Carolyn Sidoti performs senior recital

Avery Blasko, Contributing Writer

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Carolyn Sidoti ’19 gave her senior violin recital in the Natalie Davis Recital Hall on April 20. Sidoti is from Long Island, N.Y. and is double majoring in Mathematics and Music. She studies under Associate Professor of Music Christopher Para and has been in the University’s Orchestra for all four of her years at the University. She has served as section leader since her sophomore year. In addition to the orchestra, Sidoti has also been part of a number of chamber music ensembles.

 

Sidoti’s program consisted of music spanning multiple time periods and styles. She performed “Melodie from Orfeo and Euridice” composed by Christoph Willibald Gluck (1714-1787) arranged by Fritz Kreisler (1875-1962), “Impromptu for Violin and Piano” composed by Bohuslav Martinu (1890-1959), “Five Pieces for Violin and Piano” composed by Dmitri Shostakovich (1906-1975), “Paraphrase on Two Russian Folksongs” composed by Kreisler, and “Concerto No. 1 in C Major” (Hob VIIa:1) composed by Joseph Haydn (1732-1809).

 

“Melodie from Orfeo and Euridice” is a piece taken from a larger work of the composer, the second act of “Orfeo and Euridice,” an opera based on the Greek myth of Orpheus. This particular arrangement of the piece is very lyrical and contains an emotional, singing melody.

 

“Impromptu for Violin and Piano” contains three short movements: “Poco Allegro,” “Andante Moderato,” and “Allegretto Moderato.” The first movement is a fast-paced piece consisting of interesting chords. This differs greatly from the second piece, which is much slower and more lyrical. The final movement is an upbeat piece that closed the whole work. All three movements contain bitonal chords, which add an interesting effect to the tonality of the piece as a whole.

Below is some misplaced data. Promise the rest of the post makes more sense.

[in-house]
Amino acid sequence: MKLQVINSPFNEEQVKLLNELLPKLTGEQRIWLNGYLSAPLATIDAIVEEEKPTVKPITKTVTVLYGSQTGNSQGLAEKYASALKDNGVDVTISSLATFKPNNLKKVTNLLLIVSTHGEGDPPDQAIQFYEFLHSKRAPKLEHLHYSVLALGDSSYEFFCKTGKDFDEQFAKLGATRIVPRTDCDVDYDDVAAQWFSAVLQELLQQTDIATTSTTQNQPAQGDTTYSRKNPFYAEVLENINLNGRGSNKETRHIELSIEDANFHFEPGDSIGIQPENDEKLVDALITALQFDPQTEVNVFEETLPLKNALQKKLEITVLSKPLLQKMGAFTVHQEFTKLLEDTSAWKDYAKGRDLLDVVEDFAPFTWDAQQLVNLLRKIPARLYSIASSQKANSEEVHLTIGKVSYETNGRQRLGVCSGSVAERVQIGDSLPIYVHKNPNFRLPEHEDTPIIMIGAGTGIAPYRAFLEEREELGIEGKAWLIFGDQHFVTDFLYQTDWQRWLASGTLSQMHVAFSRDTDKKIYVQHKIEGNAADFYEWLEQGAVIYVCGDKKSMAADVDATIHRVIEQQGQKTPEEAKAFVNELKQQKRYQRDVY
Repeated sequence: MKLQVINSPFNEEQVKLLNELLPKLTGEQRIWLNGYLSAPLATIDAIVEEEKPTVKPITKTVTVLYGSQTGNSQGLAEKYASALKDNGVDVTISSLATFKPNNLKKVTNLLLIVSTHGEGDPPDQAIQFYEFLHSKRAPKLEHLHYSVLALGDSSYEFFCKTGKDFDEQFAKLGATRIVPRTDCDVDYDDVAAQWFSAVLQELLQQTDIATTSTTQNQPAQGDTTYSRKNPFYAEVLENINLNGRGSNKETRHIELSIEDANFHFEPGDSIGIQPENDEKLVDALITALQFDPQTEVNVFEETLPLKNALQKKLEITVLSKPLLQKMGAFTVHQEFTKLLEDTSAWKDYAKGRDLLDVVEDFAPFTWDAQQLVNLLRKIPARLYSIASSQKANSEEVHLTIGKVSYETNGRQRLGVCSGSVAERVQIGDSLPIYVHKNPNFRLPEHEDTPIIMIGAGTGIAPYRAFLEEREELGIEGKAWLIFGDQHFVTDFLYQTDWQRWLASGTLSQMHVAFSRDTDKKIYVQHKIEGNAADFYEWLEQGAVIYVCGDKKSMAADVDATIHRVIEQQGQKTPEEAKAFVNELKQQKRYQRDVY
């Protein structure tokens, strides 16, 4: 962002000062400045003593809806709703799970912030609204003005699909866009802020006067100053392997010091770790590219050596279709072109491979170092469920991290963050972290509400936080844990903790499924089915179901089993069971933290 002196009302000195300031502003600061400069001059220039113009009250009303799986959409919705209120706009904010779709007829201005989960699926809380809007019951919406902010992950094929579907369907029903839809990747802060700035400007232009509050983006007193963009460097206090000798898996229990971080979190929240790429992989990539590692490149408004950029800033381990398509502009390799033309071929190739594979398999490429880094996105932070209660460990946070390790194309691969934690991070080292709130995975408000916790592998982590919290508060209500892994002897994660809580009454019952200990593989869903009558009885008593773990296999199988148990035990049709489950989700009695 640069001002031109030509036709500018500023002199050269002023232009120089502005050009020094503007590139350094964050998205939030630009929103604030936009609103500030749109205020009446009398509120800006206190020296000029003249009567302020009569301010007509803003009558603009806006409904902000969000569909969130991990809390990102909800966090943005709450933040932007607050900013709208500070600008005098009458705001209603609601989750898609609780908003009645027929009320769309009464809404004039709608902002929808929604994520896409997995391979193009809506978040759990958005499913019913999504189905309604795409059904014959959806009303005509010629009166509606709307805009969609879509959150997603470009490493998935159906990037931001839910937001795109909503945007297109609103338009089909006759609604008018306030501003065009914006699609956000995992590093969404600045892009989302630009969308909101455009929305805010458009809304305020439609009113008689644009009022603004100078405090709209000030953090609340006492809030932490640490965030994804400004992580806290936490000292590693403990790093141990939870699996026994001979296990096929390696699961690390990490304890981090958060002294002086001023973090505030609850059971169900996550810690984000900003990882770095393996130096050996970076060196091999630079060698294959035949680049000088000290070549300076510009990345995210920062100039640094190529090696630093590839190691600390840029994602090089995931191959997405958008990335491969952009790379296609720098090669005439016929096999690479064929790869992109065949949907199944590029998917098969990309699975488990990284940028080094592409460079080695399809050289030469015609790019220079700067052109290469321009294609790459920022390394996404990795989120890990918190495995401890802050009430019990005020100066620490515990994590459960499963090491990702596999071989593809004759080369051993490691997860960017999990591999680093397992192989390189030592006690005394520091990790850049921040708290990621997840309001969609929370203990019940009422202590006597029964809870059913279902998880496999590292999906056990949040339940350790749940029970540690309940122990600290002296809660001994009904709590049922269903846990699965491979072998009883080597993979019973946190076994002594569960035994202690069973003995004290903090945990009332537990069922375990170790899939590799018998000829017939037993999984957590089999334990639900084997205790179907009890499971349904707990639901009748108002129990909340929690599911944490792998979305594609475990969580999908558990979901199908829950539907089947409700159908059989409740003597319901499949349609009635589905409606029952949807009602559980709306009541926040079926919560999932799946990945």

“Five Pieces for Two Violins and Piano” is a trio, which Sidoti performed with violinist Korliss Britt ’20 and University accompanist and organist David Cover. The piece includes a Prelude, Gavotte, Elegy, Waltz, and Polka. The Prelude was taken from a score composed by Shostakovich for “The Gadfly,” a 1955 movie. It has clear influences from Johannes Brahms, with its slow introduction and beautiful melody. Contrasting the mysterious Prelude is the Gavotte, an upbeat French folk dance. The Elegy takes the piece back to a slow, beautiful melody with rolling chords in the base of the piano. This is followed by a Waltz, another upbeat dance which Shostakovich originally composed for the cartoon “The Tale of the Priest and his Servant Balda” in 1933. Finally, the piece concludes with a lively, exciting Polka.

 

Sidoti concluded her recital with Haydn’s “Concerto No. 1 in C Major.” Haydn originally composed this piece for Luigi Tommasini, a famous Italian violinist. The piece contains typical pieces of the classical music period, which Haydn composed during. It encompasses an upbeat melody over an interesting accompaniment by the piano.

 

Prior to joining the University’s Music Department, Sidoti was a violinist in the Metropolitan Youth Orchestra. With the orchestra, Sidoti performed at Lincoln Center and Carnegie Hall.  She also served as concertmaster while the orchestra was touring in Beijing, Shanghai, and Xian.

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